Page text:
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      London, United Kingdom


      The essence and efficacy of Black literature.




      Henry Ossawa Tanner, “The Thankful Poor”; 1894.



      Literature is the oldest human activity of storytelling. Medieval African literature, epics, folktales, letters, orature and poems provide an existential link between historiography and culture, the interpretation of the universe, mythology, physical phenomena, moral teachings; and, ‘ethical principles’ according to Chinua Achebe


      Depending on the skill and depth of the author, contemporary literature can provide an escapist genre, may delve into a particular social, philosophical discourse, improves the reader’s perspective of the ‘other’, tells a story from an informed/fact-based/sincere/candid perspective, such as the instructive edification of Maya Angelou’s I Know Why the Caged Bird Sings; Chinua Achebe’s Things Fall Apart; W. E. B. Du Bois‘s The Souls of Black Folk; Zora Neale Hurston’s Their Eyes Were Watching God; Ngugi wa Thiong’o’s Weep Not, Child; James Baldwin’s Go Tell It on the Mountain; Alice Walker’s The Color Purple; Richard Wright’s Black Boy; Ralph Ellison’s Invisible Man; Anne Moody’s Coming of Age in Mississippi; Toni Morrison’s Song of Solomon and BelovedChinweizu Ibekwe‘s Decolonising the African mind; and, Barack Obama’s Dreams from My Father – very different from an idealized European vision.


      Beyond the tragedy of literature, art, film and photography, depicted through the Eurocentric narrative, writers such as Du Bois and Chimamanda Adichie allude to the peril of a ‘single story’ and the importance to refute the simplified representation of a group of people which may become the enduring image of the group, despite its inaccuracies.


      Black Literature as mirrors, changes the psyche of the young impressionable child of African descent, provides clarity and affirmation, tells a story of culture and history, serves as a means of transformation, and healing. Black Literature, such as bell hooks‘, acts as a conveyor for others to briefly step into a culture and experience, and creates a medium to teach, provoke enlightenment, alter perceptions, and engender calls for action.


      Black Literature also does something else. Toni Morrison’s ‘Recitatif’ provides a reference point and experiment in reverse engineering. Recitatif’ is an ingenious psychological and scientific method that removes all racial codes and cues from a narrative about two characters, creating essentially an academic brainteaser.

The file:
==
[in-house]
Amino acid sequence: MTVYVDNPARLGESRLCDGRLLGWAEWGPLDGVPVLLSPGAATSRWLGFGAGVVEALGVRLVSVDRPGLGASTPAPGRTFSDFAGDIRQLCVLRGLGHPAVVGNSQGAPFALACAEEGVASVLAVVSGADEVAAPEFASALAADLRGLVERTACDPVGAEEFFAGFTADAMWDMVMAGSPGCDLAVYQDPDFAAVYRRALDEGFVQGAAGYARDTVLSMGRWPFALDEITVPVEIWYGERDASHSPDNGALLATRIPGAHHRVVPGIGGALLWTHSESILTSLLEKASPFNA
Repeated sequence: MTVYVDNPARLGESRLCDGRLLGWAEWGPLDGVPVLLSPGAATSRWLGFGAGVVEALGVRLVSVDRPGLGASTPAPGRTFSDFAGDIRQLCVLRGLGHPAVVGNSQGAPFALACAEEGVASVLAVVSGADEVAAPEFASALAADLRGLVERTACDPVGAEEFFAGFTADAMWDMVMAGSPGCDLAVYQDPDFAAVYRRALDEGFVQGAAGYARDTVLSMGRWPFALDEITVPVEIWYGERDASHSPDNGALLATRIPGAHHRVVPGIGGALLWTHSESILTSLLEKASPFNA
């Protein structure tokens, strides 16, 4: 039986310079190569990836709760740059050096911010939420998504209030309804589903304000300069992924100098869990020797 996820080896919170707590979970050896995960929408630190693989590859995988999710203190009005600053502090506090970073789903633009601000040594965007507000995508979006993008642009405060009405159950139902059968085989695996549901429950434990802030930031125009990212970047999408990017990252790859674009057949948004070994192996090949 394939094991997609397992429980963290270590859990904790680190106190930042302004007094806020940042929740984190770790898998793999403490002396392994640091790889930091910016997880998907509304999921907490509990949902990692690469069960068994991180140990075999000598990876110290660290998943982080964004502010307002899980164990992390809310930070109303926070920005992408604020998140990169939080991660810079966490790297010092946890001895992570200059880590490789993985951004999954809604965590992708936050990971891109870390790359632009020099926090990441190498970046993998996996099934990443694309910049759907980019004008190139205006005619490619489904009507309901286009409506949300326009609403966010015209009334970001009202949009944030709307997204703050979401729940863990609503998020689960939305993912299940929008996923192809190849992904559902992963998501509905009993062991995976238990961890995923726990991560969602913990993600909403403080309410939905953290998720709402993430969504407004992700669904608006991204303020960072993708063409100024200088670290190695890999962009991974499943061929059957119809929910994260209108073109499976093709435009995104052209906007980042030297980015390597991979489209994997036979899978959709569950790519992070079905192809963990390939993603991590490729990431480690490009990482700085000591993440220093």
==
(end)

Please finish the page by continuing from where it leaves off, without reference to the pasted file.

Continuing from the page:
The ambiguity of the characters leave the readers to face their own biases and conventions vis-à-vis race, as the reader attempts to determine the characters in ‘Recitatif’. By withholding the assigned races of these characters, Morrison manages to show that race, for many, is a determining measure; merely a unilateral perspective of a rigid mindset.


      Blackness, as Morrison imagined it, was a unique experience, and a shared one. To accept as definitive, blackness to be just an unsophisticated/unaccomplished genus, invented within the premise of a prejudicial hegemonic construct, and to accept that this perspective is the fundamental, primordial, and principal organising category of human life, is indeed inhuman.


      By removing the defining features of the characters from the story, Morrison reveals the subtle deceptiveness of the “black-white” narrative, as a primary human categorization, and its dehumanizing outcome on human life.


      The role of contemporary Black literature, in recent times, have become accessible, illuminating the modern world to the sophistication and allegory inherent within the richness of the Black culture, by dint of specialist Black spaces such as the African American Literature Book Club, Cassava Republic Press, Brittle Paper et-al. providing a gateway into exploring the complex multi-layers of society, and cementing the heterogeneous complexity, and mystery, of Blackness.


      Literature, and Black literature, ultimately has the ability to deconstruct the othering and categorisation of the body, reversing the age-old ill of the ‘project of dehumanization’.



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